ASHEBORO N.C. – The Desert Dome at the North Carolina Zoo recently became the new home to a pair of rare African birds.
Several months ago, two Von der Decken’s Hornbills arrived at the North Carolina Zoo. Jake, the male, who came from the Los Angeles Zoo, and Zuri, the female, who came from the Rosamond Gifford Zoo in New York.
After spending around a month in quarantine, a standard precaution, the pair were introduced to each other and now reside together in the Desert Dome.
Von der Decken’s Hornbills (Tockus deckeni) are a distinctive species of birds found in the arid regions of East Africa, particularly in Somalia, Kenya, and Tanzania.
The birds distinguishing feature, is its large bill, also called a horn. “For them it’s a tool” said Eric Mahan, a Keeper at the Desert Dome. “Most birds use their beaks as tools, but for hornbills, their beak is like a Swiss Army Knife of a tool because they’ll use it to catch food, but they’ll also use it to smooth out and carve out the tree cavity if they need to. Kind of fix it up as they’re getting ready to nest.
The species are cavity nesters who use tree hollows to create their nesting sites. “The females and the males will try and find a tree cavity that she can fit in” said Mahan, “they will completely seal her in when she’s ready with a little bit of clay, only leaving just enough of a gap that the male can feed her through it.”
For two month the female will stay sealed in the hollowed-out tree while she lays eggs, lets them hatch, and takes care of the baby.
However, it’s that unique nesting habit that helped land the bird on the endangered species list. In Africa, fallen and hollowed out trees are often gathered for firewood which is used for sanitizing water and cooking. In an interesting effort to help preserve the natural habitat of the birds, conservationists, on top of planting trees have developed a special charcoal made from poop. 💩
“They’ve been able to develop this charcoal that is made from the droppings of, well, both humans and the cattle that are over there, and then they’re able to create this thing that actually burns longer and sometimes burns even a little hotter than wood itself.,” said Mahan, who assures the final product does not smell like burning poop.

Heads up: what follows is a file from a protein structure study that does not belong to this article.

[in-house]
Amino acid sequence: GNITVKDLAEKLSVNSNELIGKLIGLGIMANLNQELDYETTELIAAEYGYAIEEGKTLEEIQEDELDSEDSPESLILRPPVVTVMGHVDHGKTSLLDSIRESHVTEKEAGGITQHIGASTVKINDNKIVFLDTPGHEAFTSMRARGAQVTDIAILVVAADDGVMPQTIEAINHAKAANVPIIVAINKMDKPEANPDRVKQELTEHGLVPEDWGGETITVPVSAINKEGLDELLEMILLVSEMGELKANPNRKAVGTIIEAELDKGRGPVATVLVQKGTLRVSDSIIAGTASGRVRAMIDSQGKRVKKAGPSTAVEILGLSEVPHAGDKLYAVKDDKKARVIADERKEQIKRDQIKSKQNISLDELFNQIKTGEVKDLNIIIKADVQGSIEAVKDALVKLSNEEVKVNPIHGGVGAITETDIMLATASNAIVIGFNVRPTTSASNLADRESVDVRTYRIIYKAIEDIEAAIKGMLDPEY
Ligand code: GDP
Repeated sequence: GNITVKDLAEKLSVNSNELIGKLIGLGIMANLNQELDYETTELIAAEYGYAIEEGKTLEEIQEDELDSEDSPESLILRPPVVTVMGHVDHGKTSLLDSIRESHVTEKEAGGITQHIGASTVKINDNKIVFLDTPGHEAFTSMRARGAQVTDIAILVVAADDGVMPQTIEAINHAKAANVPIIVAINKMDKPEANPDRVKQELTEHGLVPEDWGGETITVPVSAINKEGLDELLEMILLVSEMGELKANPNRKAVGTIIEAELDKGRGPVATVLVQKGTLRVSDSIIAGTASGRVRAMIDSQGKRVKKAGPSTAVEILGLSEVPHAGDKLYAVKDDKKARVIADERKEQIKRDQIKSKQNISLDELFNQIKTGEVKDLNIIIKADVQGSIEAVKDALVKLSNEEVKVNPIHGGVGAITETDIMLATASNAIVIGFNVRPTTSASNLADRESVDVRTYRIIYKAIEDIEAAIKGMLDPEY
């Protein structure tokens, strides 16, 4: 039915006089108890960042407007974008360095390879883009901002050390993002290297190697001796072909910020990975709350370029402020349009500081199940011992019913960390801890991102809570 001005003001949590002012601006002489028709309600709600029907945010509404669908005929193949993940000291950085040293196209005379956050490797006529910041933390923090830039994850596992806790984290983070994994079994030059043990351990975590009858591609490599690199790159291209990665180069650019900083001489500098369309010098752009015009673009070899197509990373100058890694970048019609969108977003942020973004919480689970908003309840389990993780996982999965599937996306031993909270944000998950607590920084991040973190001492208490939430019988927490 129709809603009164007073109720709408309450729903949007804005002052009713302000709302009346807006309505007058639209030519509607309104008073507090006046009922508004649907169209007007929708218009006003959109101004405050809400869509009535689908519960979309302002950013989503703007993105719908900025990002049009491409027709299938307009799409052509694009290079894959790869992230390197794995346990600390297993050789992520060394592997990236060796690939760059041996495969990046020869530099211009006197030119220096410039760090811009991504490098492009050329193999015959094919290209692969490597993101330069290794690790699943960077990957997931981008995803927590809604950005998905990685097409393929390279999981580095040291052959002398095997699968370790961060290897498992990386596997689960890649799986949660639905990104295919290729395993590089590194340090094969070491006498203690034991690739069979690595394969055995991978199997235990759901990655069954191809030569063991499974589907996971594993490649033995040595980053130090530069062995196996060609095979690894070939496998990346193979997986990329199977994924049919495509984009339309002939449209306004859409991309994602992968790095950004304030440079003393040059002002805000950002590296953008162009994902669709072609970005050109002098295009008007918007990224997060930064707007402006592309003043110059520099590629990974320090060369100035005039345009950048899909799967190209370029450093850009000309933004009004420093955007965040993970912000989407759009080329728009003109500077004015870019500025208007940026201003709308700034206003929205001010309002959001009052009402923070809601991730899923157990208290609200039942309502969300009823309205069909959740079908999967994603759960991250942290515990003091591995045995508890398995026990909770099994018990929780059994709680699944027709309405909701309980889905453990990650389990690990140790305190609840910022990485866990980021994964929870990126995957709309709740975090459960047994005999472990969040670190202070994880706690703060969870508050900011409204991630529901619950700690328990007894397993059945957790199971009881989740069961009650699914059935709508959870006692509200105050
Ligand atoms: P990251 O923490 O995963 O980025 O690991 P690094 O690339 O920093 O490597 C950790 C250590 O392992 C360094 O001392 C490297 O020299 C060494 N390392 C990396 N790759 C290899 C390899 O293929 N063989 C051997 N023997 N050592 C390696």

The pair of Von der Decken’s Hornbills are part of the Association of Zoos and Aquariums Species Survival Program. Mahan says the hope is that the pair produce offspring. “Our hope is that they breed and we’re going to have some babies, but only time can tell.”
Von der Decken’s Hornbills get their name from Baron Carl Claus von der Decken, a German explorer who explored East Africa during the mid-19th century. He was the first European to attempt to reach the summit of Mount Kilimanjaro in Tanzania but failed on two separate attempts.
His exploration of nearby Mount Meru, some forty miles away, during an 1862 expedition is believed to be where he first documented the unique bird which would later be named after him, the Von der Decken’s Hornbill.
Three years later, during an 1865 expedition to Somalia, von der Decken and three companions met a grim fate when they were murdered by local Somalis.
If you think the bird looks familiar, you’re onto something. Von der Decken’s Hornbills are perhaps best known for their similarity to the character of Zazu, who is the majordomo and royal advisor to Mufasa in Disney’s The Lion King.
In the 1994 animated feature film, Zazu is believed to be based on the red-billed hornbill. In the 2019 live action remake Zazu more closely resembles Von der Decken’s Hornbills, but we could not find any official source to confirm that.
See these rare birds on your next trip to the zoo and let us know what you think. The Von der Decken’s Hornbills are located inside the Desert Dome in the first exhibit on the left after entering.
UPDATE 2/3/24 – When we were writing this article, we reached out to Disney’s Public Relations department who confirmed with Walt Disney Animation Studios that Zazu is a yellow-billed hornbill.